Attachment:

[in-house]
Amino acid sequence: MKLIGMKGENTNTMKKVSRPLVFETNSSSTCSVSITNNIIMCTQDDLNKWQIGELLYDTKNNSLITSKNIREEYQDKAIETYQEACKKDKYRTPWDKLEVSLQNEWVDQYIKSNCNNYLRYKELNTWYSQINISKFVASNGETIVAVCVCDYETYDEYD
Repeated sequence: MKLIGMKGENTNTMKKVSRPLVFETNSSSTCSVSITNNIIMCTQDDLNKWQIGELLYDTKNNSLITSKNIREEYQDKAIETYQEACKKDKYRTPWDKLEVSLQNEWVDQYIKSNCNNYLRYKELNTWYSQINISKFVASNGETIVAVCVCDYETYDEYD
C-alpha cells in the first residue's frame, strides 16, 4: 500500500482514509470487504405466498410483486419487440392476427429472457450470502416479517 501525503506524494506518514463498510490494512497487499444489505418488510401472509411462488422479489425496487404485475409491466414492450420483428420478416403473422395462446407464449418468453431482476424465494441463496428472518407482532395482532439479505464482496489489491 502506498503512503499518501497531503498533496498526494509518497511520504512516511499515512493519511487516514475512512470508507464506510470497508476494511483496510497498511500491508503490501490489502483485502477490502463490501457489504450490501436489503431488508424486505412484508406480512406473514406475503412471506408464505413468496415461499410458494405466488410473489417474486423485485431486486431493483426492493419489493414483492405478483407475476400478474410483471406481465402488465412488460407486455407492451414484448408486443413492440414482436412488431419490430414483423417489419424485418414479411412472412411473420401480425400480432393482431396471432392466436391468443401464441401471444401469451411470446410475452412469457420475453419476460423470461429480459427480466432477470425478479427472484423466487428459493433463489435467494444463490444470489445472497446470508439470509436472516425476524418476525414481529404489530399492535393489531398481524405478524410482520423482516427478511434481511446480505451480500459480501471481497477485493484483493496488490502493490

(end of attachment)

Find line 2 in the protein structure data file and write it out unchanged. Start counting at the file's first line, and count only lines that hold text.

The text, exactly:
Amino acid sequence: MKLIGMKGENTNTMKKVSRPLVFETNSSSTCSVSITNNIIMCTQDDLNKWQIGELLYDTKNNSLITSKNIREEYQDKAIETYQEACKKDKYRTPWDKLEVSLQNEWVDQYIKSNCNNYLRYKELNTWYSQINISKFVASNGETIVAVCVCDYETYDEYD